I said, “No, Joe, this is a relationship. You’ve got to tell Him. Tell Him, ‘I love You!’ ”

And he said, “Oh, I love You, Jesus!” And we prayed for the next hour.

By Thursday he was picking up the model. By Friday of his first week I said, “Joe, all of this praying is really hard work. I’m going to sit here and you’re going to pray this hour by yourself.”

Eventually we paid his way to Southeastern University and now he is a pastor. That’s what discipleship is: Bringing other people into our relationship with Jesus and allowing them to experience Him with us.

Personal and Corporate Destinies

The destiny of every individual is discovered and actualized in growing spiritually passionate discipleship relationships in Jesus Christ. When Jesus touches someone with salvation, He breathes spiritual DNA into him. What does this look like? Well, it is a process, not a destination.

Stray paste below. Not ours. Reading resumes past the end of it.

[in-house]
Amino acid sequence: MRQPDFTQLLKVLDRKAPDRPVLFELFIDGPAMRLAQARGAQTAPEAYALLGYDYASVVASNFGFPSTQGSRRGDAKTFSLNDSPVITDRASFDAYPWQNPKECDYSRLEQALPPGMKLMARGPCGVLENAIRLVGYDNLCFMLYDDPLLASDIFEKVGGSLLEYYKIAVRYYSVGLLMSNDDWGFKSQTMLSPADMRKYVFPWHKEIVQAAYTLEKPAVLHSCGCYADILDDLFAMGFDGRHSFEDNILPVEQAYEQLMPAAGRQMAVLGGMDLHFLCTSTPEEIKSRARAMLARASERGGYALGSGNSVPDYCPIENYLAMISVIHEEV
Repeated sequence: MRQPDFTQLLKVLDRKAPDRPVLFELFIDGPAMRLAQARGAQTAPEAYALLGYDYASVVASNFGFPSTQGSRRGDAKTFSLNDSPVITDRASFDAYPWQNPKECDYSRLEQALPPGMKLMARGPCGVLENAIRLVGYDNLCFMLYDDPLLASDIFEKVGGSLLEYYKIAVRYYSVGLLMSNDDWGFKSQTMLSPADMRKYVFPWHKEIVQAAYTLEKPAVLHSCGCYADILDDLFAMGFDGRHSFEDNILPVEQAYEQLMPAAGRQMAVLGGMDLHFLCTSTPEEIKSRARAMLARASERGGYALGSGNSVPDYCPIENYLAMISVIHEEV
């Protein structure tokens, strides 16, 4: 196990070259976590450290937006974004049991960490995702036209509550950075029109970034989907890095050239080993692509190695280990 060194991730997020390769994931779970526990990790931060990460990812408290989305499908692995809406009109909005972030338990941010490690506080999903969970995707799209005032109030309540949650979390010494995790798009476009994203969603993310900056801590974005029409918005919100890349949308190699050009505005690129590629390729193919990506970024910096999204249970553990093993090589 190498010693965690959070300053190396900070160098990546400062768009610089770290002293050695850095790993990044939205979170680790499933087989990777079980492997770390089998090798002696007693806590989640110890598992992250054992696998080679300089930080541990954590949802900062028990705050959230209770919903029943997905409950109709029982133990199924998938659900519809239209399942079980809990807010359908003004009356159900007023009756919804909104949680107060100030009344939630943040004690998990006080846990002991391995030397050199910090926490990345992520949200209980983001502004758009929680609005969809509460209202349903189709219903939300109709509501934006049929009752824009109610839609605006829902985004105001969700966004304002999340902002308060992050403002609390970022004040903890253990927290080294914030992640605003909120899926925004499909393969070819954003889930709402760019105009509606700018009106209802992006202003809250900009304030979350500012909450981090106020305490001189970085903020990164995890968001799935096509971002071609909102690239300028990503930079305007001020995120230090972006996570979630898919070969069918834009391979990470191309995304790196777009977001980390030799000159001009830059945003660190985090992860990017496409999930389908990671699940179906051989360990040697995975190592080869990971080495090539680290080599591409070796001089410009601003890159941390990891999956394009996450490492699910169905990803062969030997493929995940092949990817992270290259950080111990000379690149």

Pentecostals are people of the altar. We are people of the presence of God. We tend to be spiritual evolutionists — believing that participating in preaching and worship events, while floating around in the cosmos of our churches, suddenly produces mature disciples. Process-planned discipleship is not our strength, but it must become our strength.

I have a passionate relational pattern of spiritual formation that has worked for my life and for those that I’ve tried to coach toward Jesus. The way to grow other people up is the way of growing yourself up in Christ. The discipline and commitment we long for is not there because we have not built relationships. We often use programs and curriculum and organization and music and building and business models and leadership and ministries rather than relationships. Relationships are the vehicle — the bridge upon which spiritual life and ministry are built.